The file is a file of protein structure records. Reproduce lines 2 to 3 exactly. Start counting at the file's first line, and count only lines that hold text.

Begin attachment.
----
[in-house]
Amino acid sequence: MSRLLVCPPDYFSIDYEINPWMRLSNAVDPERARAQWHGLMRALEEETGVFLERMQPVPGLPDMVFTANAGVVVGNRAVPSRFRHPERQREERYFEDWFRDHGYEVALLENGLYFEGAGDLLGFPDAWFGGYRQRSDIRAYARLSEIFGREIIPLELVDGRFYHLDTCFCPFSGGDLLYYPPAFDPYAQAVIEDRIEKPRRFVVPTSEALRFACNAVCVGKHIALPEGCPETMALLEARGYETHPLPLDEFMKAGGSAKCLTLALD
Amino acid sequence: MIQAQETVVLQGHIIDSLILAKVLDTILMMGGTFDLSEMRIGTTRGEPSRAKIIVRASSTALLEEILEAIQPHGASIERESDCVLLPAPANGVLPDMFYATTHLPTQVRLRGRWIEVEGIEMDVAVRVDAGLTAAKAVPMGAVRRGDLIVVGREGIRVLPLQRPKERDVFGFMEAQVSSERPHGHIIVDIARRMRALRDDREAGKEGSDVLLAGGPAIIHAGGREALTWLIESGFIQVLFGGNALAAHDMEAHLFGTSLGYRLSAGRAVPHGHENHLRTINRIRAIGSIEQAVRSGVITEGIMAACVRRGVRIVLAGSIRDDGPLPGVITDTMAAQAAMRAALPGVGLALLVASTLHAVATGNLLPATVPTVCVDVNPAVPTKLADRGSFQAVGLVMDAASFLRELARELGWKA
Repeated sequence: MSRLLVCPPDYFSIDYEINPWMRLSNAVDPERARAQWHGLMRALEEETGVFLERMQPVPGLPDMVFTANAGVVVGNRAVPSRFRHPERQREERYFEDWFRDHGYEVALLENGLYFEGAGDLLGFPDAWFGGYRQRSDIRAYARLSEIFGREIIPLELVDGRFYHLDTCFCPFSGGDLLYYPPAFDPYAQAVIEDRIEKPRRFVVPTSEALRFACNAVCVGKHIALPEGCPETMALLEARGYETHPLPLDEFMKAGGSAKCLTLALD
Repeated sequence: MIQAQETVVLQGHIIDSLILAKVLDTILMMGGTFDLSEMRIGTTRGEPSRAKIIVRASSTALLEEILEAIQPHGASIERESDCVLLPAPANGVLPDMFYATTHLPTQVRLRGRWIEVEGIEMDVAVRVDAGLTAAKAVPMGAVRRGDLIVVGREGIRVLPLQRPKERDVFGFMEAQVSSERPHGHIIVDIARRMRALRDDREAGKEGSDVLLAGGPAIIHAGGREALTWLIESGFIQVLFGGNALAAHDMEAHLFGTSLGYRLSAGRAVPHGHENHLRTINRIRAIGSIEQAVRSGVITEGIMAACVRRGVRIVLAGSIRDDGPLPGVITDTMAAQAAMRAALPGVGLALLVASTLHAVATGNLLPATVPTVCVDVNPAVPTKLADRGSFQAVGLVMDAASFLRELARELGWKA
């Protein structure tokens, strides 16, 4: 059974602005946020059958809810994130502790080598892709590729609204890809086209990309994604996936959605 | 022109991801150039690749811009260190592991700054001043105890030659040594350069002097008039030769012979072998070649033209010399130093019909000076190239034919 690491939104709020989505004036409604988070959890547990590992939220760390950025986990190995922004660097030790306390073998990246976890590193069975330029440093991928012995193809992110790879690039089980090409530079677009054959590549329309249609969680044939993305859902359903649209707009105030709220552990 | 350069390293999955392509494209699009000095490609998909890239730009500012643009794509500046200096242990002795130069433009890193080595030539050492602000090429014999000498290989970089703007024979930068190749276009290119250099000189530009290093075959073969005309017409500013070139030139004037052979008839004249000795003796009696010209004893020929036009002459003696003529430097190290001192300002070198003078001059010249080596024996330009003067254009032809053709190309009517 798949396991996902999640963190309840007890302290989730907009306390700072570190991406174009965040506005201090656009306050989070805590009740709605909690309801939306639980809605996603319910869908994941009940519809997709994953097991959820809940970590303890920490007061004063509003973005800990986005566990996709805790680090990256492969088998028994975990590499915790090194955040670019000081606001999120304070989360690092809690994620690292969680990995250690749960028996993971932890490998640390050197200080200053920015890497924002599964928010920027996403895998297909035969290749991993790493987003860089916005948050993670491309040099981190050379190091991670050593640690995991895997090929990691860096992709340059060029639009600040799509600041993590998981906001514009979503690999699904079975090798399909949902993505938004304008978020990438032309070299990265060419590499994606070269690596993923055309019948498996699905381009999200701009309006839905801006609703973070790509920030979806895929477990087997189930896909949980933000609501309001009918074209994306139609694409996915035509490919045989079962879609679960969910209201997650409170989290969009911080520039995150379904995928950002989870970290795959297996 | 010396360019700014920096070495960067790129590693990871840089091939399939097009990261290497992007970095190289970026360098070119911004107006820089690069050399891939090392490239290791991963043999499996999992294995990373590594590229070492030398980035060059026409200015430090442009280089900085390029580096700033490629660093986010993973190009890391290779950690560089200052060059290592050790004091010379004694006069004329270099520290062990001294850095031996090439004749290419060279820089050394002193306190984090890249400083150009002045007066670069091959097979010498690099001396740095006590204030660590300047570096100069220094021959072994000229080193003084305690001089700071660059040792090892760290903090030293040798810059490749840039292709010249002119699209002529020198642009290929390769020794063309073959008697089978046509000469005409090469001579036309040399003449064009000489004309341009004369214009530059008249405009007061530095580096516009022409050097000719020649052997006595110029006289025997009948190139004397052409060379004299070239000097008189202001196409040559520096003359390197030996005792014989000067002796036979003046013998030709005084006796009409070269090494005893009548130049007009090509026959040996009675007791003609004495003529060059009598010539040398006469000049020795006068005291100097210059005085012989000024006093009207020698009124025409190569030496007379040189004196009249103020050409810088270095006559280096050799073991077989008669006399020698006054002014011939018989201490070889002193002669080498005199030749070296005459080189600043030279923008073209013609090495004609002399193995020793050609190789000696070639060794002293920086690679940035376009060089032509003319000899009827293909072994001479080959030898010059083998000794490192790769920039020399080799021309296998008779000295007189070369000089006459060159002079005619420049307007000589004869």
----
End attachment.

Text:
Amino acid sequence: MSRLLVCPPDYFSIDYEINPWMRLSNAVDPERARAQWHGLMRALEEETGVFLERMQPVPGLPDMVFTANAGVVVGNRAVPSRFRHPERQREERYFEDWFRDHGYEVALLENGLYFEGAGDLLGFPDAWFGGYRQRSDIRAYARLSEIFGREIIPLELVDGRFYHLDTCFCPFSGGDLLYYPPAFDPYAQAVIEDRIEKPRRFVVPTSEALRFACNAVCVGKHIALPEGCPETMALLEARGYETHPLPLDEFMKAGGSAKCLTLALD
Amino acid sequence: MIQAQETVVLQGHIIDSLILAKVLDTILMMGGTFDLSEMRIGTTRGEPSRAKIIVRASSTALLEEILEAIQPHGASIERESDCVLLPAPANGVLPDMFYATTHLPTQVRLRGRWIEVEGIEMDVAVRVDAGLTAAKAVPMGAVRRGDLIVVGREGIRVLPLQRPKERDVFGFMEAQVSSERPHGHIIVDIARRMRALRDDREAGKEGSDVLLAGGPAIIHAGGREALTWLIESGFIQVLFGGNALAAHDMEAHLFGTSLGYRLSAGRAVPHGHENHLRTINRIRAIGSIEQAVRSGVITEGIMAACVRRGVRIVLAGSIRDDGPLPGVITDTMAAQAAMRAALPGVGLALLVASTLHAVATGNLLPATVPTVCVDVNPAVPTKLADRGSFQAVGLVMDAASFLRELARELGWKA